Friday, January 17, 2014

Afterparty - Daryl Gregory

A number of pages into this I had a brief reservation when I discovered that the protagonist was a lesbian. I’ve no problem with lesbians, but I do have one with books that are right-on politically correct and might begin preaching at me at any moment. However the relationships here weren't handled in a preachy way, but as simply being an accepted part of the near future, which of course they will be. And that’s science fiction at its best. Later on I did have two ‘meh’ reactions to obligatory nods towards global warming and the left-wing good right-wing mad school of thought. Both of these could have been lost by the simple expedient of removing maybe a couple of pages of unnecessary exposition.

And that leaves 300 pages of the good stuff.

Right now we’re in the midst of the smart drug revolution and we’re also beginning to produce more than just text from our printers. Combine those two and extrapolate and you get a chemjet printer, whereupon anyone with a bit of nous can download a program and run up a few A4 sheets of LSD and much more besides. But we’re producing more than drugs that make you high or hallucinate because, after all, most designer drugs now are a side-product of drug company research into curing our many ailments. Also, a drug once made might find other uses beyond its design. Now imagine a drug aimed at one target (schizophrenia) but whose larger effect in high dosages is something akin to that produced by the God helmet.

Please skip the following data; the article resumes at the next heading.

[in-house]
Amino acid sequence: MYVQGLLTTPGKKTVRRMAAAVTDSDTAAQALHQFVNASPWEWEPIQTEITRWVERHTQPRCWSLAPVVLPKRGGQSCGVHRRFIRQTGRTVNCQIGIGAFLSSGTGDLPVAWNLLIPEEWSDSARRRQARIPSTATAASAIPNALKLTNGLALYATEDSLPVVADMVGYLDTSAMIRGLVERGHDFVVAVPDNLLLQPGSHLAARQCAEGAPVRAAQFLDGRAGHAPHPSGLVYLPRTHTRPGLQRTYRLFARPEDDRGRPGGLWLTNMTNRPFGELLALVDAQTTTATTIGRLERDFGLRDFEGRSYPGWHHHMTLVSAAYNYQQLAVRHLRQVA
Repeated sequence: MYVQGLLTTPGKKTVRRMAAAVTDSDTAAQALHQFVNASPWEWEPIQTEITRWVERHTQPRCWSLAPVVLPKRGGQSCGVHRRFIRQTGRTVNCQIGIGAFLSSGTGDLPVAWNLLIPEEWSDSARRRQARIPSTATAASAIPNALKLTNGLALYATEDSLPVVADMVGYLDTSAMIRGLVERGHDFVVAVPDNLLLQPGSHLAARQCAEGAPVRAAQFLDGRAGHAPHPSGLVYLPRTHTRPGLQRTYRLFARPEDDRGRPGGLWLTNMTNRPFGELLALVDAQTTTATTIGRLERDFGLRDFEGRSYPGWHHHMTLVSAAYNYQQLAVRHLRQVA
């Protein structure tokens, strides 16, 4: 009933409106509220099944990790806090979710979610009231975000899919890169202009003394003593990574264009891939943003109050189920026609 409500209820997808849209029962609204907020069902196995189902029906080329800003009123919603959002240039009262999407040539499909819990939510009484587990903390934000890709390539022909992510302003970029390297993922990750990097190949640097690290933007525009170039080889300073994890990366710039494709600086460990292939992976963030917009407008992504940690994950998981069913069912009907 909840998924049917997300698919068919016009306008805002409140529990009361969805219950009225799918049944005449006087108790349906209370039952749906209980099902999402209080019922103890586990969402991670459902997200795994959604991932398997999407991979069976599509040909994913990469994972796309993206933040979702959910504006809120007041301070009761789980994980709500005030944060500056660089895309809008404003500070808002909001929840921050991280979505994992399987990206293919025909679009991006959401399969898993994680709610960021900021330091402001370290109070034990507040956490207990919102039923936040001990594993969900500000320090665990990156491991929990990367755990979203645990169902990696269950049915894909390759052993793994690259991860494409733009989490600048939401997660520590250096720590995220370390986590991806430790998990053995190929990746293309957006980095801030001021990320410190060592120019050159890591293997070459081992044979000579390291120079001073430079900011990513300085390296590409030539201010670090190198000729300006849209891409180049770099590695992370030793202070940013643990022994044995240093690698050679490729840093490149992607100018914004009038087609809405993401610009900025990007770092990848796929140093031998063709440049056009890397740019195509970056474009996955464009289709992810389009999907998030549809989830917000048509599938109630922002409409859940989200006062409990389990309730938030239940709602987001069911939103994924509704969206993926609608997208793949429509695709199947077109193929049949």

Next set a couple of psychiatric patients on a quest to try and stop this stuff getting on the streets, one of them an original developer of the drug along with her personal angel, the other a special forces lunatic with pattern recognition abilities that take her into the realm of paranoia. Toss in some drug-dealing and corporate villains and a split-personality killer who has wandered in from No Country for Old Men. Spice this with some uncomfortable questions about belief that range from a Dawkins rant to a nod to Life of Pi, along with hard neuroscience, and you a have a recipe for a good engrossing read. What you get, in fact, is smart biological cyberpunk focusing on designer drugs rather than AIs and virtual reality. I polished this off in two sessions over one day, finishing at 1.00 in the morning.


Oh, and incidentally not yet available since this is an ARC. Should be out in April this year. 

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